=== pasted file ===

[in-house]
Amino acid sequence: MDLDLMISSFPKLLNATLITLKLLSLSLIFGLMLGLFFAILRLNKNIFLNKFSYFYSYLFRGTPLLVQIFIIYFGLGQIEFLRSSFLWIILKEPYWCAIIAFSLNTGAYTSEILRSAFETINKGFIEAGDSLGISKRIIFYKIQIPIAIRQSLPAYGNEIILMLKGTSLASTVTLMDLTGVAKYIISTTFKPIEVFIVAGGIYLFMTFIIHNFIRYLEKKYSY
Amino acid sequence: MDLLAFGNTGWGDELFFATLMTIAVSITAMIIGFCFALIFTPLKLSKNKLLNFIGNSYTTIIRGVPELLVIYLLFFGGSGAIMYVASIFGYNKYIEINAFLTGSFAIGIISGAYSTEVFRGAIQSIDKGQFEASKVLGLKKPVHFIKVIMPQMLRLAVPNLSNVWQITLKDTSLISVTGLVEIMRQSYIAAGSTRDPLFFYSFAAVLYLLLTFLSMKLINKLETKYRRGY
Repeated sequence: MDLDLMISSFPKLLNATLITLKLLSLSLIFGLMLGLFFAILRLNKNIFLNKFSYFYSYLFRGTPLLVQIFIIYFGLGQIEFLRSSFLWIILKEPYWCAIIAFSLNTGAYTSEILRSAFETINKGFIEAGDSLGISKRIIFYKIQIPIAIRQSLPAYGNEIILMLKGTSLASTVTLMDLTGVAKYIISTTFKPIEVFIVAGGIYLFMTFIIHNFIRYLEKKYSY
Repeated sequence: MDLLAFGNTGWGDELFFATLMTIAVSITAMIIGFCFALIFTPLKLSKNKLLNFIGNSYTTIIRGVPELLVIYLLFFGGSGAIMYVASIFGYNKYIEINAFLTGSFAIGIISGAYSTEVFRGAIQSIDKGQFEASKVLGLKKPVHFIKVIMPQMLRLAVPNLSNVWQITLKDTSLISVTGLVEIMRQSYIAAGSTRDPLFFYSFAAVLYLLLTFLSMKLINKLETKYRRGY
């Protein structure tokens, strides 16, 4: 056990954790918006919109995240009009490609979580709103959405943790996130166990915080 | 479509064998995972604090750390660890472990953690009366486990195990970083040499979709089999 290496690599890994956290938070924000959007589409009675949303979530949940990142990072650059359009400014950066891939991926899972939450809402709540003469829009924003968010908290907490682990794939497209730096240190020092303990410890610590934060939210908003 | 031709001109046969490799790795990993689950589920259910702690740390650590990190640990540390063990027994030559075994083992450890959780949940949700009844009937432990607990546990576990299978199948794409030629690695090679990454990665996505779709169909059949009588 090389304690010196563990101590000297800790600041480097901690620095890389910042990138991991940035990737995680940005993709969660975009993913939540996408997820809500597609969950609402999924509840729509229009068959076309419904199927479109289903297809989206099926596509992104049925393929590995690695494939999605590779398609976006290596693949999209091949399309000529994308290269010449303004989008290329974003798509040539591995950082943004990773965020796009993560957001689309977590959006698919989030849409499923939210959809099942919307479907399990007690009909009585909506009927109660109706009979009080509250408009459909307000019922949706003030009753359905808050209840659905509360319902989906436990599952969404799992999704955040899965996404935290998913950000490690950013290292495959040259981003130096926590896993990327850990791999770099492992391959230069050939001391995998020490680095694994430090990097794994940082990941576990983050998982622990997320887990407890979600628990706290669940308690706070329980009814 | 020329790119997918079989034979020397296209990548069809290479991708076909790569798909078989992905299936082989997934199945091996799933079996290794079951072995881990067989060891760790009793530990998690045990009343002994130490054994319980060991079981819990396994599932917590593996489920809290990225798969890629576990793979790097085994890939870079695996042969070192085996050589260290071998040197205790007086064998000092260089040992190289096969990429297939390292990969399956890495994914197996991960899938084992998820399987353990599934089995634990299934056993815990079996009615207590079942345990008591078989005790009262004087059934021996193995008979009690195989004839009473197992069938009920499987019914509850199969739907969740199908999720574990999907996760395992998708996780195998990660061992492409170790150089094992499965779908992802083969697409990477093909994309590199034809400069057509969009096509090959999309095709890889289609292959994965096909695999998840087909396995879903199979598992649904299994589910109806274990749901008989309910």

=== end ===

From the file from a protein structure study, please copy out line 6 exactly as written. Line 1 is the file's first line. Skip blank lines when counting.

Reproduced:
């Protein structure tokens, strides 16, 4: 056990954790918006919109995240009009490609979580709103959405943790996130166990915080 | 479509064998995972604090750390660890472990953690009366486990195990970083040499979709089999 290496690599890994956290938070924000959007589409009675949303979530949940990142990072650059359009400014950066891939991926899972939450809402709540003469829009924003968010908290907490682990794939497209730096240190020092303990410890610590934060939210908003 | 031709001109046969490799790795990993689950589920259910702690740390650590990190640990540390063990027994030559075994083992450890959780949940949700009844009937432990607990546990576990299978199948794409030629690695090679990454990665996505779709169909059949009588 090389304690010196563990101590000297800790600041480097901690620095890389910042990138991991940035990737995680940005993709969660975009993913939540996408997820809500597609969950609402999924509840729509229009068959076309419904199927479109289903297809989206099926596509992104049925393929590995690695494939999605590779398609976006290596693949999209091949399309000529994308290269010449303004989008290329974003798509040539591995950082943004990773965020796009993560957001689309977590959006698919989030849409499923939210959809099942919307479907399990007690009909009585909506009927109660109706009979009080509250408009459909307000019922949706003030009753359905808050209840659905509360319902989906436990599952969404799992999704955040899965996404935290998913950000490690950013290292495959040259981003130096926590896993990327850990791999770099492992391959230069050939001391995998020490680095694994430090990097794994940082990941576990983050998982622990997320887990407890979600628990706290669940308690706070329980009814 | 020329790119997918079989034979020397296209990548069809290479991708076909790569798909078989992905299936082989997934199945091996799933079996290794079951072995881990067989060891760790009793530990998690045990009343002994130490054994319980060991079981819990396994599932917590593996489920809290990225798969890629576990793979790097085994890939870079695996042969070192085996050589260290071998040197205790007086064998000092260089040992190289096969990429297939390292990969399956890495994914197996991960899938084992998820399987353990599934089995634990299934056993815990079996009615207590079942345990008591078989005790009262004087059934021996193995008979009690195989004839009473197992069938009920499987019914509850199969739907969740199908999720574990999907996760395992998708996780195998990660061992492409170790150089094992499965779908992802083969697409990477093909994309590199034809400069057509969009096509090959999309095709890889289609292959994965096909695999998840087909396995879903199979598992649904299994589910109806274990749901008989309910």